Georgia Governor Orders Cybersecurity Training For Public Sector Workers


Citing a July 29 memo from the Department of Homeland Security, Georgia Governor Brian Kemp is ordering cybersecurity training for public sector workers in the state. The federal memo warns state and local governments about the increasing frequency of cyberattacks and encourages public sector leaders to remain vigilant.

Governor Kemp issued an executive order outlining his plan for security training following several high profile attacks on Georgia’s government systems. In an executive order, he said that the state needed to address cyber intrusions, prioritize intergovernmental cybersecurity and enhance the protection of critical data.

In order to meet those objectives, the state will reconstitute its State Government Systems Cybersecurity Review Board to include the Adjutant General of Georgia; Georgia’s CISO; the director of the Georgia Bureau of Investigations; director of emergency management and homeland security agency, and the executive director of the Georgia Cyber Center at Augusta University. The governor’s technology advisor will serve as chair.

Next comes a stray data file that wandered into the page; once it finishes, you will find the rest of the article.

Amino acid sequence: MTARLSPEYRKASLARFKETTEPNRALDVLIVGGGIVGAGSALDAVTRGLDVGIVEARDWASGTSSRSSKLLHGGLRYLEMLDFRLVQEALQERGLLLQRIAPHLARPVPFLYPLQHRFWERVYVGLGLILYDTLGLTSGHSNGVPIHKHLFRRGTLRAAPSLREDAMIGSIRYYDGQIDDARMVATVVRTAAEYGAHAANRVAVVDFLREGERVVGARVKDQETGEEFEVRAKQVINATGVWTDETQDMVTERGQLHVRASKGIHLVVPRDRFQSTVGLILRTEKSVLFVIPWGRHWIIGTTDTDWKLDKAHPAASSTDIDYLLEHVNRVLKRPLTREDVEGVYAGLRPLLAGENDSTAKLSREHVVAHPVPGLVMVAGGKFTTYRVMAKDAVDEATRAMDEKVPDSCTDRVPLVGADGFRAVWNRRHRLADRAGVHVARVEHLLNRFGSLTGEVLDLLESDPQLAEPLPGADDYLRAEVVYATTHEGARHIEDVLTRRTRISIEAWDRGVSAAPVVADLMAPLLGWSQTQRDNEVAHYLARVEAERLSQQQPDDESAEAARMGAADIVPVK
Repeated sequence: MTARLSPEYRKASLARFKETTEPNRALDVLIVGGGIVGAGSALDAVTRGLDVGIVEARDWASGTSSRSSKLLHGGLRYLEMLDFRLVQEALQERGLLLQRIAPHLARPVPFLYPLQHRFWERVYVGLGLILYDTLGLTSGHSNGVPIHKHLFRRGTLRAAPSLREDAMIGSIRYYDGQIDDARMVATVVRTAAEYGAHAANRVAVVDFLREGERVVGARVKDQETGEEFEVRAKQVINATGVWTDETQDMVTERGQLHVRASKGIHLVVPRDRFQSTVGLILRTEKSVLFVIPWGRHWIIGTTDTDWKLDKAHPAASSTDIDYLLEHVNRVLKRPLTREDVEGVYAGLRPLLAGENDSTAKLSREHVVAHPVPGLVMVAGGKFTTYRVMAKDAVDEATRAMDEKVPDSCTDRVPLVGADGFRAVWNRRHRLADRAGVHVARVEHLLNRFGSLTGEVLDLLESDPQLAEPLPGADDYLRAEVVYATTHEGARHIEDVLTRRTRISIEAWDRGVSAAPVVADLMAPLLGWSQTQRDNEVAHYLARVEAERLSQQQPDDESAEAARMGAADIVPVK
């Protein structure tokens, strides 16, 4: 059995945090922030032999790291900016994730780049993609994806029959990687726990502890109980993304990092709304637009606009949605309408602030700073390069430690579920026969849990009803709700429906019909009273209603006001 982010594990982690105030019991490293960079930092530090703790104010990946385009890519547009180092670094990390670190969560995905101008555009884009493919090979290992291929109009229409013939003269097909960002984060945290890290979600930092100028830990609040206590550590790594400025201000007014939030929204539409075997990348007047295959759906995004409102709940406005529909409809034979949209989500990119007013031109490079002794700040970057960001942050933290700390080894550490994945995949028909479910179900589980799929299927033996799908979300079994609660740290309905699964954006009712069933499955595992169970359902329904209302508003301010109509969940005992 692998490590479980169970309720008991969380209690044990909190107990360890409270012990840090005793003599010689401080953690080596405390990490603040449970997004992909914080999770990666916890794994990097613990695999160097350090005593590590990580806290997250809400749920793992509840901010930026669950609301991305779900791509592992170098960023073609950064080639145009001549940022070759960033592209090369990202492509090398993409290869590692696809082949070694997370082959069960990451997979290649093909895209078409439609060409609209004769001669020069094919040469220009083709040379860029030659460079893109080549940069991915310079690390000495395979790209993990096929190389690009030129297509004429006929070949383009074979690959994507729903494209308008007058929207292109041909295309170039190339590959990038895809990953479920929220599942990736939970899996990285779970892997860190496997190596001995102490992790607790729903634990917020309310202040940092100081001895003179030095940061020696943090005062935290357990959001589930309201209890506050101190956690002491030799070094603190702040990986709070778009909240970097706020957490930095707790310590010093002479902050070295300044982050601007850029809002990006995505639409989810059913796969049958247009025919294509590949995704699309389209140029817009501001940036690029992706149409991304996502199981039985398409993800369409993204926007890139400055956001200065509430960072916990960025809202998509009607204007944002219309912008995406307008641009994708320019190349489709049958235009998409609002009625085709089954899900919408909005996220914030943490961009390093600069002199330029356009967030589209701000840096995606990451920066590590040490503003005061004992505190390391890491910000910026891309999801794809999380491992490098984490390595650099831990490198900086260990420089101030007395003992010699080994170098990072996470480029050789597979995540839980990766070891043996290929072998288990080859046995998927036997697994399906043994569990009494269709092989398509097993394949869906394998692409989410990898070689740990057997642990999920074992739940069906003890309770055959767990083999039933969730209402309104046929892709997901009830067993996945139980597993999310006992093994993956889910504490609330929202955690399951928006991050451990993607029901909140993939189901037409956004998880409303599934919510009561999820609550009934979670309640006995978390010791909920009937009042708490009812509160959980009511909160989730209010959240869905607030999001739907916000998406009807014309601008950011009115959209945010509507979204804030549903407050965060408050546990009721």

The reconstituted board will be tasked with establishing reviewing current cybersecurity practices for compliance and recommending updated training and operations as needed.

Alongside this work, the Georgia Technology Authority has also been ordered to create and present full cybersecurity coursework for public sector employees. Workers have a 90-day window to complete an initial cybersecurity training, plus any additional education required by their position. Failure to complete the training could result in termination. The order extends to all workers in the executive branch.